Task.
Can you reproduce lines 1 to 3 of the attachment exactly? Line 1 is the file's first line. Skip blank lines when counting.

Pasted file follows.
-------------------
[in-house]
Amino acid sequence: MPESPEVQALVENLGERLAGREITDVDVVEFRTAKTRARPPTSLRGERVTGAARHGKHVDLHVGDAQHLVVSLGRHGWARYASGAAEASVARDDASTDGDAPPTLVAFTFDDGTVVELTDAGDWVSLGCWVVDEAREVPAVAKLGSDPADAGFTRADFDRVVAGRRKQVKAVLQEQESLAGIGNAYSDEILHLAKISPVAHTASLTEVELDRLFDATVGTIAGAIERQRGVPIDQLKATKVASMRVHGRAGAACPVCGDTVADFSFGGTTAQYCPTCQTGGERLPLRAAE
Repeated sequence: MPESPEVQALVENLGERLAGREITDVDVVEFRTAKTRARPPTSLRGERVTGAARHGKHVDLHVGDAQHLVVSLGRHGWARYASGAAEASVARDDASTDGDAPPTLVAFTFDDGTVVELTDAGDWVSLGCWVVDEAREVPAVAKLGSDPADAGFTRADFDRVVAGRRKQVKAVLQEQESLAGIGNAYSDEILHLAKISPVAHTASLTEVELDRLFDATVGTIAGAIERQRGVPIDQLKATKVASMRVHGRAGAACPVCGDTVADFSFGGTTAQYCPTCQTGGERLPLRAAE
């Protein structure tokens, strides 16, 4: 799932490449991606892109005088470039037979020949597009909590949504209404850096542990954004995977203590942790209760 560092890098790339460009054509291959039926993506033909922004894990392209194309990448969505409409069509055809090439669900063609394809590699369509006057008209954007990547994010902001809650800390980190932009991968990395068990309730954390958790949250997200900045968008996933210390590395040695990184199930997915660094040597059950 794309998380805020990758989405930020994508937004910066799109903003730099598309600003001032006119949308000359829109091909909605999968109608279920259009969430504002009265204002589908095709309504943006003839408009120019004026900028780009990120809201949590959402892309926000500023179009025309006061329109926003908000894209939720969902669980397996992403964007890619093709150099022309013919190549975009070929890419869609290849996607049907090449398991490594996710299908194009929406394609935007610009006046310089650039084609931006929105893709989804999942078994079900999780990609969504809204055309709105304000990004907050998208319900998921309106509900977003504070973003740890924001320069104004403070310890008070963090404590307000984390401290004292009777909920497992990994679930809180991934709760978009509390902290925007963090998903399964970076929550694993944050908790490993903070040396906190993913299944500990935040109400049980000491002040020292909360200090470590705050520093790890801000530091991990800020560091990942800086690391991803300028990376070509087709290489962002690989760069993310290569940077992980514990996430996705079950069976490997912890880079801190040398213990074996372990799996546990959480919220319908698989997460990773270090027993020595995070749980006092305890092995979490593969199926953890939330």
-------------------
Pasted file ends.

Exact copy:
[in-house]
Amino acid sequence: MPESPEVQALVENLGERLAGREITDVDVVEFRTAKTRARPPTSLRGERVTGAARHGKHVDLHVGDAQHLVVSLGRHGWARYASGAAEASVARDDASTDGDAPPTLVAFTFDDGTVVELTDAGDWVSLGCWVVDEAREVPAVAKLGSDPADAGFTRADFDRVVAGRRKQVKAVLQEQESLAGIGNAYSDEILHLAKISPVAHTASLTEVELDRLFDATVGTIAGAIERQRGVPIDQLKATKVASMRVHGRAGAACPVCGDTVADFSFGGTTAQYCPTCQTGGERLPLRAAE
Repeated sequence: MPESPEVQALVENLGERLAGREITDVDVVEFRTAKTRARPPTSLRGERVTGAARHGKHVDLHVGDAQHLVVSLGRHGWARYASGAAEASVARDDASTDGDAPPTLVAFTFDDGTVVELTDAGDWVSLGCWVVDEAREVPAVAKLGSDPADAGFTRADFDRVVAGRRKQVKAVLQEQESLAGIGNAYSDEILHLAKISPVAHTASLTEVELDRLFDATVGTIAGAIERQRGVPIDQLKATKVASMRVHGRAGAACPVCGDTVADFSFGGTTAQYCPTCQTGGERLPLRAAE